The Meru Women’s Garden Project
At Conference, Clubs were given the difficult task of choosing the new SIGBI Project for 2016-2019. There were three wonderful and well-prepared presentations from SI Canterbury, SI Kenilworth and SI Manchester. The vote was close but the winning project was the Meru Women’s Garden Project, presented by SI Canterbury.
About the Project
Meru District is in Tigania East with a population of 136,000. 90% live in rural areas with HIV/AIDs prevalent in the region. Meru Women’s Garden Project will support some of the poorest women-led households in Kenya, and is entirely focussed on providing opportunities to women and girls who may never otherwise be given the chance to earn an income, and gives them status within their community. It fully embraces the three key areas at the heart of SIGBI’s Programme Focus Goals – Educate, Empower and Enable. Improved food production and education will support women and girls to transform their lives and those of others through a process of cascade learning and mentoring thereby reducing poverty, improving health and increasing employment.
The following data gives a clear indication of the need for this project:
- 41% of women and girls are grossly or borderline malnourished
- 43% live below the poverty line of £1 per day, with more in rural areas
- 55% live a hand to mouth existence in agriculture using methods which degrade the land
- 93% use local trees for firewood, impacting hugely on deforestation
- 22% have no formal education
- 11% complete secondary education
- 8% achieve minimum levels for literacy compared to 85% in Nairobi
- 9% achieve minimum levels for numeracy compared to 87% in Nairobi
The Project aims to:
Educate women to increase their knowledge and skills so that they can use the most efficient, organic methods for food production to:
- reduce extreme hunger by becoming self-sufficient with sustainable gardens at home
- improve attendance and achievement in secondary school by creating breakfast clubs and sustainable food gardens, so that they are not hungry and are better able to learn
Empower women through education to find a voice within their community to:
- raise their standard of living above the poverty line
- gain respect of elders and others, achieve equal representation and take on more prominent roles
- create productive and decent employment by engaging women and girls with leadership skills to take on training and mentoring roles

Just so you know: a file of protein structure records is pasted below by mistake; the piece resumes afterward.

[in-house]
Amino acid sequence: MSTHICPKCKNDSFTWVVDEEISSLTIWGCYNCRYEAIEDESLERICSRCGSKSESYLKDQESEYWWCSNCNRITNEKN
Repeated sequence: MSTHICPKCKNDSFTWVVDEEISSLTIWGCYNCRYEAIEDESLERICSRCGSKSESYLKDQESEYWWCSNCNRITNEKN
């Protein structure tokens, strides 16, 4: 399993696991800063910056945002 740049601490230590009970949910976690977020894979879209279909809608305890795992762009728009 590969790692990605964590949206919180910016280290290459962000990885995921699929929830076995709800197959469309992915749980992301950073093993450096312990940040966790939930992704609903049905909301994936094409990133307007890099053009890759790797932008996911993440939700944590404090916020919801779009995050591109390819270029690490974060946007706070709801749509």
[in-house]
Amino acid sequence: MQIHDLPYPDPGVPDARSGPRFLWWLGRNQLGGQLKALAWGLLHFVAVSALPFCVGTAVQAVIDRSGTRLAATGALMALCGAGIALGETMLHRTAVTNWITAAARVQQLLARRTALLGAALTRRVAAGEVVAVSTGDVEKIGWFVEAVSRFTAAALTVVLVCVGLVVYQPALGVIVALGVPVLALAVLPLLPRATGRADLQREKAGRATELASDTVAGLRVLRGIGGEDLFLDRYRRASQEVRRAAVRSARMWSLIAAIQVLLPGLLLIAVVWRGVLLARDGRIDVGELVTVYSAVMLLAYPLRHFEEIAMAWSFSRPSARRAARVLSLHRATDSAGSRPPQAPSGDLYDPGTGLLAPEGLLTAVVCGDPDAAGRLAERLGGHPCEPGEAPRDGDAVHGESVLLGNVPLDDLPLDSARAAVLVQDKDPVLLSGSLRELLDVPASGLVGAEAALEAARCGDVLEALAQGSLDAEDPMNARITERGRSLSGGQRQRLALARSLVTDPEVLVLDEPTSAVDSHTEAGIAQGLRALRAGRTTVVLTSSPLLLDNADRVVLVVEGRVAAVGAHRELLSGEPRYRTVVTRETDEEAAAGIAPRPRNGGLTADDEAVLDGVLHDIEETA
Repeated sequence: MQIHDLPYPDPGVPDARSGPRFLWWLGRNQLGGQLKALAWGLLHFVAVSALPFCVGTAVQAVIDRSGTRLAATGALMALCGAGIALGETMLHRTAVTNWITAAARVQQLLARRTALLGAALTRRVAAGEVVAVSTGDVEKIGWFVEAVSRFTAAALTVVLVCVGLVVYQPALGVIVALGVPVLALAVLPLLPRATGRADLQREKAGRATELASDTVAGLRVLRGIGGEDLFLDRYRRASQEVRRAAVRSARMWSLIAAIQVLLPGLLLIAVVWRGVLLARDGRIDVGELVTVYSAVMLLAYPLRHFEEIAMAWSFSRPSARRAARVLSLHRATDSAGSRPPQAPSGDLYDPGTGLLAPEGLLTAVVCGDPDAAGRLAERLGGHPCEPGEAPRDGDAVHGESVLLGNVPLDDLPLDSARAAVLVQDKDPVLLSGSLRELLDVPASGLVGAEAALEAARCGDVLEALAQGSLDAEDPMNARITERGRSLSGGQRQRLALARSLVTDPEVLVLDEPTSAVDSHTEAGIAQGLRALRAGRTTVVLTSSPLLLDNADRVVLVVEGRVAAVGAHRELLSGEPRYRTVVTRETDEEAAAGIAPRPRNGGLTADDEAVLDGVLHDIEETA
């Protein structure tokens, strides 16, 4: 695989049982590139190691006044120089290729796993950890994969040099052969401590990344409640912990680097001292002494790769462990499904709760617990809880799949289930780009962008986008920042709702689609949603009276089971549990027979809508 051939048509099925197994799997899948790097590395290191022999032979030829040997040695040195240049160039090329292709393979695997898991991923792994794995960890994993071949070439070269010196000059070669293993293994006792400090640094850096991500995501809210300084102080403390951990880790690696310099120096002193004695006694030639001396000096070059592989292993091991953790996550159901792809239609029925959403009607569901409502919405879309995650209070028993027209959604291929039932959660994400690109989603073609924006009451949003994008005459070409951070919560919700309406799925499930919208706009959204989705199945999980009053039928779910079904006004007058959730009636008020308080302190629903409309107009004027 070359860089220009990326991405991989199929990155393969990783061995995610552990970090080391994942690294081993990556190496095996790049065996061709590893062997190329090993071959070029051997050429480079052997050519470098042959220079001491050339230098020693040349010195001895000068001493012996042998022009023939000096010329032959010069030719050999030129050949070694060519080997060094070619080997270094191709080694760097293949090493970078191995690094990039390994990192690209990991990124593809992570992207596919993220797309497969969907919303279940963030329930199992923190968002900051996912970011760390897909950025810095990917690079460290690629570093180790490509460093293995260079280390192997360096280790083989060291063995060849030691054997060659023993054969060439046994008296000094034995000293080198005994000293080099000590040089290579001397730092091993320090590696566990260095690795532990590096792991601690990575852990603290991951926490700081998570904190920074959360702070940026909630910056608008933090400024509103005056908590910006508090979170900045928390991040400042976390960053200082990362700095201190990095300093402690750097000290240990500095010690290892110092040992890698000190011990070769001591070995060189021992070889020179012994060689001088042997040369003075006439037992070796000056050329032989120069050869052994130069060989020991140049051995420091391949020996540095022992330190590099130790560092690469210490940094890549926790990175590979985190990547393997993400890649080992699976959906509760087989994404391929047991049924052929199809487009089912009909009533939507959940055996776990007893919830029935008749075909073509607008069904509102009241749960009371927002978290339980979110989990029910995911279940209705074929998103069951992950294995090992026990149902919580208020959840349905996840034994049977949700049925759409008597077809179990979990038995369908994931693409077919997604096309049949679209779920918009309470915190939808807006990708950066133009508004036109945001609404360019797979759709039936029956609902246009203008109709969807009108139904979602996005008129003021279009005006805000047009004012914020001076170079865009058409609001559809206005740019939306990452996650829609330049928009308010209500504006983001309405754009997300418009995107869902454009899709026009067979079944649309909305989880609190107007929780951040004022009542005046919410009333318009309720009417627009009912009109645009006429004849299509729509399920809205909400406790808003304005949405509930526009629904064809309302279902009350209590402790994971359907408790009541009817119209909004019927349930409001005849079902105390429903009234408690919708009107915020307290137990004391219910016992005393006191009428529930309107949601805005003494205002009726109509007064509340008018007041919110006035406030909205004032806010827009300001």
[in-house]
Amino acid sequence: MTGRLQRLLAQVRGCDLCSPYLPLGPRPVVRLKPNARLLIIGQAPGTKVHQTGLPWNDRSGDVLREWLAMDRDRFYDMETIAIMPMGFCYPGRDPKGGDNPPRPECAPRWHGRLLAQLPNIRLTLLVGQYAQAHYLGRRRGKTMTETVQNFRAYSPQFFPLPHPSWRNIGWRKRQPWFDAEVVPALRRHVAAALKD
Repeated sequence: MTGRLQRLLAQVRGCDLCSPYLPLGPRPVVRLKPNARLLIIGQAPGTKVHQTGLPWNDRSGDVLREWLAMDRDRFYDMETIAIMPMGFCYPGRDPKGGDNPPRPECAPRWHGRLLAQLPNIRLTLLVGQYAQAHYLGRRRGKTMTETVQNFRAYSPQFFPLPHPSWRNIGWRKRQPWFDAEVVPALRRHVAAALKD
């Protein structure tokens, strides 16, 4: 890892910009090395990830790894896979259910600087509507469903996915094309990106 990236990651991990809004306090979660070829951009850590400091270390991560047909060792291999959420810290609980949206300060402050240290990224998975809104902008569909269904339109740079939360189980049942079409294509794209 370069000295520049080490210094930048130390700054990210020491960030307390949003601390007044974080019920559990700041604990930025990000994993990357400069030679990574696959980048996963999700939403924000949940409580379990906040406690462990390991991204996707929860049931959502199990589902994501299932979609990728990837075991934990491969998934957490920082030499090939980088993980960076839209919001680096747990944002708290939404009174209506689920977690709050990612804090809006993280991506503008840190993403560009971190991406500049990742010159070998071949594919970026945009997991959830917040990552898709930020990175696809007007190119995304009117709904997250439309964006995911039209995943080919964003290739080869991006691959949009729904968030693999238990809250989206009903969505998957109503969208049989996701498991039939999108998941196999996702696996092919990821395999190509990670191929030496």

Enable women leading a household to create their own employment through growing and selling their crops, or as tutors and mentors to:
- significantly reduce extreme poverty by enabling and promoting income generating activities
- promote opportunities to cascade training, form farming cooperatives and establish mentoring
- increase local women’s share of paid employment
HOW will the money raised by SIGBI Clubs be spent?
The project will be structured to expand over a three year period and numbers can be scaled up. With funding from SIGBI, even more women can be trained enabling more households to become self-sufficient and begin to move out of poverty.
Each group of women will receive a one year package of equipment, training and mentoring. The training will be cascaded year on year via the groups.
School Breakfast Clubs and Gardens are sustainable
Using an established model, the project will provide seeds, agricultural equipment and relevant technical advice. The women will be trained and mentored throughout and have access to formal and informal agricultural learning opportunities.
Eco-Stoves will be introduced to reduce the degradation of the forest. This aims to reduce the use of wood by three fifths. The attendance of girls at secondary school will be targeted via breakfast clubs and food gardens. By year 3 these will have a huge impact on:
- school dropout rates
- low achievement of girls in literacy & numeracy
- education surrounding Female Genital Mutilation (FGM)
SIGBI’s Partner Organisation for the Meru Project?
The Meru Women’s Garden Project will be run on the ground by CIFORD (Community Initiative for Rural Development) and overseen by our partner, Child.org. Detailed reporting systems exist between the two organisations and these will be extended to include regular reports to SIGBI. Study tours will be welcomed (at SIGBI members’ own expense).
CIFORD is inspirationally led by Margaret Ikiara, a member of SI Meru. Margaret has 27 years of experience in husbandry, agricultural economics, teaching and community development and she is dedicated to improving the lives of women in her home region of Meru.